Honolulu lifeguard Luke Shepardson wins ‘The Eddie’ contest


  • JAMM AQUINO / JAQUINO@STARADVERTISER.COM

    Luke Shephardson is raised up after winning the Eddie Aikau Big Wave Invitational.

  • CRAIG T. KOJIMA / CKOJIMA@STARADVERTISER.COM
                                Pedestrians and motorists crowd Kamehameha Highway early today for the 2023 Eddie Aikau Big Wave Invitational at Waimea Bay.

    CRAIG T. KOJIMA / CKOJIMA@STARADVERTISER.COM

    Pedestrians and motorists crowd Kamehameha Highway early today for the 2023 Eddie Aikau Big Wave Invitational at Waimea Bay.

Luke Shepardson won the Eddie Aikau Big Wave Invitational today at Waimea Bay.

Shepardson, a Honolulu Ocean Safety lifeguard, scored 89.1 points out of a possible 90 to edge out defending champion John John Florence.

>> BLOG: Luke Shepardson crowned winner of ‘The Eddie’ surf contest

Thousands looked on from the North Shore beach and nearby higher ground.

To run the contest, Waimea Bay’s waves must consistently be equivalent to about 40 feet (about 20 feet Hawaiian-style) with the right wind conditions. This was the 10th time “The Eddie” — named for legendary Hawaiian big-wave surfer and lifeguard Eddie Aikau — was held in its 38 years of existence.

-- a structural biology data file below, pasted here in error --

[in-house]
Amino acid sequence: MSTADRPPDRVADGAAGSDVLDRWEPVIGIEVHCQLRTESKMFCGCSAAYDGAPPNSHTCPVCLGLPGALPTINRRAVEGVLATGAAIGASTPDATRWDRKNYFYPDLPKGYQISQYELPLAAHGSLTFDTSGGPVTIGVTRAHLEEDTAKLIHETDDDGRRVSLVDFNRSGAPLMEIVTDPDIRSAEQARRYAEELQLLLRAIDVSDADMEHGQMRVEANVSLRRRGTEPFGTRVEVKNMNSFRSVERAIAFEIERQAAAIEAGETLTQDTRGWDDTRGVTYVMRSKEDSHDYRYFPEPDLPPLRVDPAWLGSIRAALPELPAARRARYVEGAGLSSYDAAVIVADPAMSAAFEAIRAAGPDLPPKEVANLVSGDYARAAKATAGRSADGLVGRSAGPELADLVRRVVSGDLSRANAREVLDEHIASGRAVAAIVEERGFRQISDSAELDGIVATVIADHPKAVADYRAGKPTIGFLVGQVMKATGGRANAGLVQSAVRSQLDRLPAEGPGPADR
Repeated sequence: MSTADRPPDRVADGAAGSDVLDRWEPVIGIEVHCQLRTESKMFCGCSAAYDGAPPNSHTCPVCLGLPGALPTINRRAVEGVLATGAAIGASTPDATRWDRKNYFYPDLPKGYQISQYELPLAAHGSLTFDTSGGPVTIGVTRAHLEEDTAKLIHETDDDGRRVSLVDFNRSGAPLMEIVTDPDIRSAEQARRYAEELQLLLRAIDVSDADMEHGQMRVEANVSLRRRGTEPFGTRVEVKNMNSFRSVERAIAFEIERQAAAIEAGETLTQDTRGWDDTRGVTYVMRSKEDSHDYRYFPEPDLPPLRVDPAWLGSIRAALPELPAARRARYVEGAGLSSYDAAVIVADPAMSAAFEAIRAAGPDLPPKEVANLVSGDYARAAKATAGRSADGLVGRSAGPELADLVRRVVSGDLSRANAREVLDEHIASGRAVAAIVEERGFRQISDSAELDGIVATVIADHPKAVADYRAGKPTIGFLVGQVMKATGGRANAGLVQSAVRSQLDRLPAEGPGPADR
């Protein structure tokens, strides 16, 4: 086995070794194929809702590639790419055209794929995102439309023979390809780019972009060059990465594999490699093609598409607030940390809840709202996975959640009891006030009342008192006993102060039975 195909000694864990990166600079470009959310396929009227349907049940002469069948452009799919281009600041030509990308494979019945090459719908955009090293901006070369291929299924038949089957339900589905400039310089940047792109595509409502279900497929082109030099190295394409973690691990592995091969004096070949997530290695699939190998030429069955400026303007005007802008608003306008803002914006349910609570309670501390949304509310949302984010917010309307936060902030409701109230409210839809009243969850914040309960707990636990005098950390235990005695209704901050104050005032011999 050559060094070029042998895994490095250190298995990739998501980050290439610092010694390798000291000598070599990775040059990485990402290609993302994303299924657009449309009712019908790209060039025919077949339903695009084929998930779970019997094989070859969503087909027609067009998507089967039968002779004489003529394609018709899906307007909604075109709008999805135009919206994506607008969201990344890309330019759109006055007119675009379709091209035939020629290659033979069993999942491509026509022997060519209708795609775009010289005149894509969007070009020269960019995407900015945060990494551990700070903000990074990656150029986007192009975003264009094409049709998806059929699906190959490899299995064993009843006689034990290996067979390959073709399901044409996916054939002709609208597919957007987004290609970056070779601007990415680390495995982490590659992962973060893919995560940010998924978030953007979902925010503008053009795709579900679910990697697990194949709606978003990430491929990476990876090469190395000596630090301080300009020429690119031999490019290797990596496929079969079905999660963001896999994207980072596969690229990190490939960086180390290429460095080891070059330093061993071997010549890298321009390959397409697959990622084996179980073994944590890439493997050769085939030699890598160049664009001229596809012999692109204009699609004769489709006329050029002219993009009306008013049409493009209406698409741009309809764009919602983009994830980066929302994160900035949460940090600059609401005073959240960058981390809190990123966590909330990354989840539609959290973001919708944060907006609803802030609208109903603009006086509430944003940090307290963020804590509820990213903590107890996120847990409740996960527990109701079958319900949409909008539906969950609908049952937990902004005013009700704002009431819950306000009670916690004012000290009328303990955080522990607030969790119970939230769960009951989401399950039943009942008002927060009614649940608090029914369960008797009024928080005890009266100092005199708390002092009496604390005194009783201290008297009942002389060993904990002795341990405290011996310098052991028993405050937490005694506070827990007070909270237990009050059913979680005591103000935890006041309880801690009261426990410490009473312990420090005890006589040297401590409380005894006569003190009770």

Florence won the last Eddie in 2016. No one has won more than once.

A total of 40 athletes were invited, plus alternates. They surfed in two rounds of five heats each, with each competitor riding a maximum of four waves in each round. The best three of the possible eight rides count toward their score.

For the first time, women were invited and six competed. Andrea Moller made history as the first female to ride a competitive wave at “The Eddie.”

Eddie Aikau was lost at sea and presumed to have died in March 1978. The 31-year-old crew member of the Hokule’a tried to swim for help after the Hawaiian voyaging vessel capsized 12 miles south of Molokai during a storm. The rest of the crew was rescued.

The first contest in honor of Aikau was held at Sunset Beach in 1985. Aikau’s brother Clyde won in 1987 after the event moved to Waimea Bay. Clyde Aikau is now a tournament director.

Correction: An earlier version of this story included the incorrect score for Luke Shepardson.

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